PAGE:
Ed Miliband will likely be denied the opportunity to speak to David Cameron one-on-one on air. (Photo:Getty)
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TV debates: Will Miliband and Cameron ever meet on screen?

A new proposal from Downing Street has thrown the debates into confusion.

The debate around debates has taken another confusing turn. James Forsyth reports that Downing Street has agreed to a single seven-way debate on 2 April.

Under a new format, Ed Miliband and David Cameron would be grilled by Jeremy Paxman before facing questions from a studio audience on Channel 4 on 26 March. Crucially, however, the two leaders would be interviewed separately – they wouldn’t tussle directly.

They would then be joined by the leaders of Plaid Cymru, the SNP, the Greens, Ukip and the Liberal Democrats on 2April. Then on 16 April there would be a so-called “challengers debate” between the SNP, Plaid Cymru, the Greens and Ukip.  Finally, on 30 April, Cameron, Miliband and Nick Clegg would each have half an hour with David Dimbleby on the BBC.

There is widespread confusion. None of the smaller parties who would appear in the so-called “challengers debate” appear to have heard of the change in the rules. As for Labour, they are maintaining that they have already agree to attend the debates under the old 7-7-2 format, saying:

Based on the broadcasters’ proposals we have accepted and plan to attend all three debates on April 2nd, 16th and the 30th. If the Tories have confirmed they are to attend to one of these debates then that is progress. It is one down, two to go. But no-one should be fooled: David Cameron is still running scared of a head-to-head televised debate with Ed Miliband.”

Frankly if this new format goes ahead it will be a setback for Ed Miliband – the optics of the seven-on-seven debate will favour the Prime Minister against his opponents. (“To every question, all you would have to do is say ‘Look? This is the chaos that’s on offer’” one Tory mused recently.) And the new alternative to the one-on-one gives the Labour leader all of the disadvantages of being directly compared to David Cameron without the opportunity to take him on.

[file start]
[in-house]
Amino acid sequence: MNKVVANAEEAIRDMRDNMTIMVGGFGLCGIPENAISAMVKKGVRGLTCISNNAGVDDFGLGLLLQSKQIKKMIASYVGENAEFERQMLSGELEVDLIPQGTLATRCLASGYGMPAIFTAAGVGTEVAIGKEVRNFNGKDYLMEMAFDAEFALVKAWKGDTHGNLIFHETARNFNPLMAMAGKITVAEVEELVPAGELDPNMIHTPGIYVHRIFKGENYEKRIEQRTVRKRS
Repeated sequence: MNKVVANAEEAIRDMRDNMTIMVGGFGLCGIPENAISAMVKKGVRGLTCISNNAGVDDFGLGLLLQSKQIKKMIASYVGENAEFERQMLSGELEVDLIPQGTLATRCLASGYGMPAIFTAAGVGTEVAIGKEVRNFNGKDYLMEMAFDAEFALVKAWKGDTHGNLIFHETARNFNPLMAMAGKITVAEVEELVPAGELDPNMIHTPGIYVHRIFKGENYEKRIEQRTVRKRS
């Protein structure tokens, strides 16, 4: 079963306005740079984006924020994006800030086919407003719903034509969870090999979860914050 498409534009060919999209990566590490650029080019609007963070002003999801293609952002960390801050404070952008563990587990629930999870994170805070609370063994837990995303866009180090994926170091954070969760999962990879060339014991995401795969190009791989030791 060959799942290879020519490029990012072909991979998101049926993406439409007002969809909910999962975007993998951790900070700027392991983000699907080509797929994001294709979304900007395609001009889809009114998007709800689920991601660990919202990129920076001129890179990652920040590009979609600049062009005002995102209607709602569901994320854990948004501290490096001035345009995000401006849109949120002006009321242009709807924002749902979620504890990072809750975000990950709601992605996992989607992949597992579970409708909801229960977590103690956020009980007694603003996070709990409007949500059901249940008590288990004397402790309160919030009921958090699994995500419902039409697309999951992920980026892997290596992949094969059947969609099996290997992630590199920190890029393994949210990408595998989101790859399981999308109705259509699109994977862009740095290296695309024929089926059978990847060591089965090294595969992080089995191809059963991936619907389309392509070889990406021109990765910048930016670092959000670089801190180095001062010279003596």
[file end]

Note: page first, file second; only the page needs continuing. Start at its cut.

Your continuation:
What appears to have happened is that the broadcasters, faced with the unappetising prospect of an hour of also-rans or a duel between Miliband and an empty chair, have blinked first. Cameron has avoided his two nightmare scenarios – a four-way debate with Nigel Farage and a one-on-one with Miliband. And with the Liberal Democrats appearing to accede to the new format, it looks as if Team Miliband’s dream of the head-to-head clash between their man and David Cameron simply won’t happen.

Stephen Bush is special correspondent at the New Statesman. His daily briefing, Morning Call, provides a quick and essential guide to British politics.

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Calum Kerr on Governing the Digital Economy

With the publication of the UK Digital Strategy we’ve seen another instalment in the UK Government’s ongoing effort to emphasise its digital credentials.

As the SNP’s Digital Spokesperson, there are moves here that are clearly welcome, especially in the area of skills and a recognition of the need for large scale investment in fibre infrastructure.

But for a government that wants Britain to become the “leading country for people to use digital” it should be doing far more to lead on the field that underpins so much of a prosperous digital economy: personal data.

If you want a picture of how government should not approach personal data, just look at the Concentrix scandal.

Last year my constituency office, like countless others across the country, was inundated by cases from distressed Tax Credit claimants, who found their payments had been stopped for spurious reasons.